HMRC to delete 5 million voice records
HMRC have been forced to delete five million voice files that were obtained without consent.
As reported by the BBC, HMRC failed to get the necessary consent from individuals before they were signed up to a voice ID system for telephone enquiries.
Because of this breach of privacy rules, they are having to delete all the files that they did not receive explicit consent to record.
In order to speed up their helpline, HMRC invited callers to use a recognition system, a quicker alternative to their usual security checks.
The scheme was launched in 2017 and involved callers repeatedly stating “my voice is my password.” HMRC would then use an algorithm to match the caller’s voice with their tax records, confirming their identification.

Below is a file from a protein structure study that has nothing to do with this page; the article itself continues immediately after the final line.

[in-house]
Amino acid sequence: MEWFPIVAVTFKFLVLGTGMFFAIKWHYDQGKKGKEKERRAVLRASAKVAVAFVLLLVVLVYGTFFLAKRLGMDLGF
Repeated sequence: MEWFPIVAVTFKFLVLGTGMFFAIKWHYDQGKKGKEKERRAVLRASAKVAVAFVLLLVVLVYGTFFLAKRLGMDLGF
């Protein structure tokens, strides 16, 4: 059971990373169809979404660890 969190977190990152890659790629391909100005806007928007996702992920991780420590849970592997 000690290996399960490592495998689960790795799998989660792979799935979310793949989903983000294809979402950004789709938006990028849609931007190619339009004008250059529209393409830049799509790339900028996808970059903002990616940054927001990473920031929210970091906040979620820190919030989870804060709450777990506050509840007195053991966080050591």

The authority changed the way it sought permission to use this voice ID in October. The five million that did not give explicit consent were enrolled before this October switch and it is these files that are being deleted.
The Information Commissioner has set a deadline of 5 June for this to be completed.
The scheme, however, was contentious and has been criticised by privacy campaigners as “biometric ID cards by the back door.”
Despite this most recent lapse, and the general criticisms of the system itself, HMRC have pledged to continue the system.
Chief executive Sir John Thompson stated that “I am satisfied that HMRC should continue to use voice ID”, adding that “It is popular with our customers, is a more secure way of protecting customer data, and enables us to get callers through to an advise faster.”